Gas prices in the Triangle have risen only slightly since Hurricane Harvey slammed into the coast of Texas late Friday, but the uncertainty over the storm’s impact on refineries in the region is expected to drive prices higher.
Drivers in the Triangle will pay an average of $2.28 per gallon for regular unleaded on Monday, up less than a penny since Friday and less than three cents from a week ago, according AAA. The statewide average is $2.27 a gallon.
How much they’ll rise in the coming week as the affect of the storm lingers is not clear.
“No doubt, Harvey has impacted operations and access to refineries in the Gulf Coast. However a clear understanding of overall damage at the refineries is unknown,” said AAA spokeswoman Jeanette Casselano. “Despite the country’s overall oil and gasoline inventories being at or above five-year highs, until there is clear picture of damage and an idea when refineries can return to full operational status, gas prices will continue to increase.”
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The Triangle receives most of its petroleum products from the Gulf Coast. AAA Carolinas spokeswoman Tiffany Wright said the region had ample supply of fuel before the storm approached Texas.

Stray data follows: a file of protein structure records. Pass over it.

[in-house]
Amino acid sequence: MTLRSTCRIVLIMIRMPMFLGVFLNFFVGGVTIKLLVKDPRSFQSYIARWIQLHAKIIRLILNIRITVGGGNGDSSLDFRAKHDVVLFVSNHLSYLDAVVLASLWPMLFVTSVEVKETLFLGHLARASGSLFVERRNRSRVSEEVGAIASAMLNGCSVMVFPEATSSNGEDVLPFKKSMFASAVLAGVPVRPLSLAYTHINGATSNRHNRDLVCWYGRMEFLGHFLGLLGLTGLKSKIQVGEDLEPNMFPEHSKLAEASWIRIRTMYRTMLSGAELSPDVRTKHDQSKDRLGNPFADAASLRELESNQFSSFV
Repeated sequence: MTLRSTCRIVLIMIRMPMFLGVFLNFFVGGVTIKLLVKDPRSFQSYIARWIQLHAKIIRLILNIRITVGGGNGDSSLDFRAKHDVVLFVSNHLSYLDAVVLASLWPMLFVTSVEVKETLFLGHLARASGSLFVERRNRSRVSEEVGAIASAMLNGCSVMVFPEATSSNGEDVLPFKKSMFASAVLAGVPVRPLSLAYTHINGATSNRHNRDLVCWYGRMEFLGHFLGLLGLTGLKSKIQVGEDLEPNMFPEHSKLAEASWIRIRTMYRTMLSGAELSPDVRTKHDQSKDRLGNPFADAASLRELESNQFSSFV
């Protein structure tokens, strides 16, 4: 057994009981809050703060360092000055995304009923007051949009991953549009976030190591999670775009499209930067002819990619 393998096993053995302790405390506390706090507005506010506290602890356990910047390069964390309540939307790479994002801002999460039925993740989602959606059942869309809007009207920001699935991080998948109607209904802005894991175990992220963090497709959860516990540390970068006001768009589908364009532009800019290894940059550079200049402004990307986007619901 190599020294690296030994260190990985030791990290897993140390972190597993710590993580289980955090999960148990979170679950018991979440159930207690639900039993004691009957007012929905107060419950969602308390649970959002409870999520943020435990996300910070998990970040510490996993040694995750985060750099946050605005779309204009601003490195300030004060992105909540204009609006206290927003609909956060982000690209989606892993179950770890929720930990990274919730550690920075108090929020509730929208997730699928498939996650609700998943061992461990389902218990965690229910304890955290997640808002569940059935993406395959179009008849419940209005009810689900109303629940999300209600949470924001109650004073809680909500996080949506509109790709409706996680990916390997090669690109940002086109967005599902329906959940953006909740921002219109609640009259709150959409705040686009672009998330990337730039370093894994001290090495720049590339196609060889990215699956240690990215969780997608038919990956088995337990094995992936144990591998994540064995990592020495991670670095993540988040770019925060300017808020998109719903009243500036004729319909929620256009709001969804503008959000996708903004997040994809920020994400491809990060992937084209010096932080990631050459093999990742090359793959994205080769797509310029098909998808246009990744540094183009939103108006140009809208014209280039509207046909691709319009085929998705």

And Colonial Pipeline Co., whose pipelines carry most of that fuel to North Carolina, “continues to maintain operations,” spokeswoman Malesia Dunn said late Sunday. Colonial’s pipelines originate near Houston and serve terminals in Greensboro and Selma.
AAA said Friday that hurricanes typically have a limited impact on the supply of gasoline, as refineries return to full operation as soon as possible.
But it’s not clear yet how long the Texas refineries will be affected by Harvey. Refineries in Corpus Christi, near where the storm made landfall, closed in advance of the storm, while Houston area refineries remained open until Sunday, when flooding forced some to begin shutting down.
The Wall Street Journal reported that the storm knocked almost 15 percent of U.S. refinery capacity out of commission.
The uncertainty over refinery production roiled the energy markets. Gasoline futures surged to their highest in two years, increasing more than 5 percent on Monday, according to financial news site, The Street.